Druid: Daemons of the Mind

The company behind Druid is none other than Sir-Tech – a brand name which should be familiar to fans of retro adventure/rpg hybrids. Sir-Tech was behind the wildly succesful Wizardry series, and they’ve done a lot to break out of the mold and try new things. One of those attempts is the game before you.

2It tries, but in a lot of ways the game is still a fairly conventional isometric role-playing game – which of course isn’t a bad thing. But you do all of those conventional role-playing things, like gain experience points by fighting monsters, level up, locate items, improve health and magic power. You play a druid without a name brought to the mystic world of Navan by three other druids to assist them in finding their missing brother. Each druid rules an island, which you must visit in your quest to find clues about the disappearance.

Druid is played from an overhead isometric perspective as you travel from area to area looking for items to use, people to meet and creatures to fight. Combat isn’t the most central part of Druid, although it is vital. Throughout your druid’s travels, he meets various hostile humans and monsters that block his path. Surprisingly, they all seem to be about equal as far as strength and hit points. In any case, druid’s combat system is pretty nice, as it allows blocking, fleeing and difference attack angle strategies. The combat is also surprisingly fast.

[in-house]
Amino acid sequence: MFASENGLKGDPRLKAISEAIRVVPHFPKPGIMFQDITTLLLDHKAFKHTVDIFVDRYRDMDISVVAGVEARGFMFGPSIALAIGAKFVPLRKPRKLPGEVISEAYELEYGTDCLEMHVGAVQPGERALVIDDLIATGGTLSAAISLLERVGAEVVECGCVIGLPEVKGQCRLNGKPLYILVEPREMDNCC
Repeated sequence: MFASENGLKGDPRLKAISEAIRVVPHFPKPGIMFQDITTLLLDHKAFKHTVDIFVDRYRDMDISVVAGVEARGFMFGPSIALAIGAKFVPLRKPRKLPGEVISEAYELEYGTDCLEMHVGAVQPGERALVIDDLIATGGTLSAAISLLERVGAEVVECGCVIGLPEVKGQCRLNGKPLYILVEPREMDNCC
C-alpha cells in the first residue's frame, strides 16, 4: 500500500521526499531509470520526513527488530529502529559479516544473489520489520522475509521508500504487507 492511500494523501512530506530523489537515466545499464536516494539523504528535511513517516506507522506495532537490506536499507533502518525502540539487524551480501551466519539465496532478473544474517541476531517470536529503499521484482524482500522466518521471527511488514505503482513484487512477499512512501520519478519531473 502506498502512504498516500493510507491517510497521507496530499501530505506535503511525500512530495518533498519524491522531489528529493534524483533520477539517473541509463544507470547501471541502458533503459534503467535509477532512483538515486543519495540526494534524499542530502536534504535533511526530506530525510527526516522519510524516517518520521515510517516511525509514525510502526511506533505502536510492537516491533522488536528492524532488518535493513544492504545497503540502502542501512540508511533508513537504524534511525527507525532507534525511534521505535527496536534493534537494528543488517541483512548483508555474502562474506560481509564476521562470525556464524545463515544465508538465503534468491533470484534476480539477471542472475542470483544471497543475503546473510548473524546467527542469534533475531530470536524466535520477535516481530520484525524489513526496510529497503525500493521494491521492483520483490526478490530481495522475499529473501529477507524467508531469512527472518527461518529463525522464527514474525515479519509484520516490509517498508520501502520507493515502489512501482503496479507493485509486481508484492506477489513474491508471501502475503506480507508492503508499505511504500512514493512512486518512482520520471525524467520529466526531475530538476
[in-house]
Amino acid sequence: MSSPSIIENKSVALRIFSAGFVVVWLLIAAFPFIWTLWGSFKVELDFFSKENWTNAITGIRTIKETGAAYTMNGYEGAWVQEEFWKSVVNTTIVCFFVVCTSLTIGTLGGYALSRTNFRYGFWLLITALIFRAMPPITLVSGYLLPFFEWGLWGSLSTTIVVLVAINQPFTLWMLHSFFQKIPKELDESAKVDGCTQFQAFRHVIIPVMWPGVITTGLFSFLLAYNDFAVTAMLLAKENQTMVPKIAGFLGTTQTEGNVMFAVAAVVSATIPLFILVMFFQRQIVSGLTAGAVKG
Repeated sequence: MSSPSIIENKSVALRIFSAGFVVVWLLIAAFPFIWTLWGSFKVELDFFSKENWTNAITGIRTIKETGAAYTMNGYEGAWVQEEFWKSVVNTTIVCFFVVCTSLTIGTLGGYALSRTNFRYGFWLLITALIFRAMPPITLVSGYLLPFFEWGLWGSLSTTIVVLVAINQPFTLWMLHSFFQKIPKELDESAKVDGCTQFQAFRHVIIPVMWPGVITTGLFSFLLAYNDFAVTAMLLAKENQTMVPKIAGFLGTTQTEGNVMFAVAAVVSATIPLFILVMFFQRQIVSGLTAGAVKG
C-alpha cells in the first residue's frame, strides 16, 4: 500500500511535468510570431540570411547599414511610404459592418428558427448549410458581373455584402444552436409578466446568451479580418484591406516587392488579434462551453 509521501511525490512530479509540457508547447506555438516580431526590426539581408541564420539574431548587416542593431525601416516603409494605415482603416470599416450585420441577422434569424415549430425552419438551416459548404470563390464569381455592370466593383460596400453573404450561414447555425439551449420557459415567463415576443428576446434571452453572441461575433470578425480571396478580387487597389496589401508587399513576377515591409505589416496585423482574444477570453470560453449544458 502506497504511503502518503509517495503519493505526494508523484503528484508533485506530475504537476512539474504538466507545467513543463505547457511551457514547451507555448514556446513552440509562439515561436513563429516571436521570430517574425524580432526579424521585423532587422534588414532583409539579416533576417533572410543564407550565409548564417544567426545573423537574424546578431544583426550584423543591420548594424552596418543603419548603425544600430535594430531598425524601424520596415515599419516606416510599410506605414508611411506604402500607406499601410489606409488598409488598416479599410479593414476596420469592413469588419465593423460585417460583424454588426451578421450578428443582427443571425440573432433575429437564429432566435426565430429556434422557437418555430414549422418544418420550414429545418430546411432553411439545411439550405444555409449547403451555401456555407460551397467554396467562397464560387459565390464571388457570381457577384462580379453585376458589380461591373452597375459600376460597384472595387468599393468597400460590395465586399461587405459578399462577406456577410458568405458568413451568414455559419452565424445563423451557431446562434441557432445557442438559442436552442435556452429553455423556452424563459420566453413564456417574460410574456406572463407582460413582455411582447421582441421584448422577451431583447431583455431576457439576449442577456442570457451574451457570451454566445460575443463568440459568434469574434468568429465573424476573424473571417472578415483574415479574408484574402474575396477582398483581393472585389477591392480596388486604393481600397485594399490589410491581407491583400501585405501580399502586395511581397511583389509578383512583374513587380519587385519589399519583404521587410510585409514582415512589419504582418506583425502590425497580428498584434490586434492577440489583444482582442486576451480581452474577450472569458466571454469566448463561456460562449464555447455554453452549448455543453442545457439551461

Druid’s magic system, especially the every important healing spell, is useful if not woefully spectacular. It also breaks the game somewhat, since creatures won’t attack you unless you enter their space. Stay far away and you can lob spells at them all you want. Elemental spells (water, fire, and so on) make up the majority of them.

8For a role-playing game, Druid is mercifully short. Though several endings are offered, none of them are really worth replaying the game. If you’re looking for that Sir-Tech spark, you probably won’t find it here, or at least not on par with their more famous and unavoidably comparable Wizardry series. Druid is moderately challenging, short, conventional and not all that interesting. It is, however, a viable RPG for those intimidated by the richer environments of Wizardry and Realms of Arkania.

System Requirements: Pentium 166 MHz, 16 MB RAM, Win95

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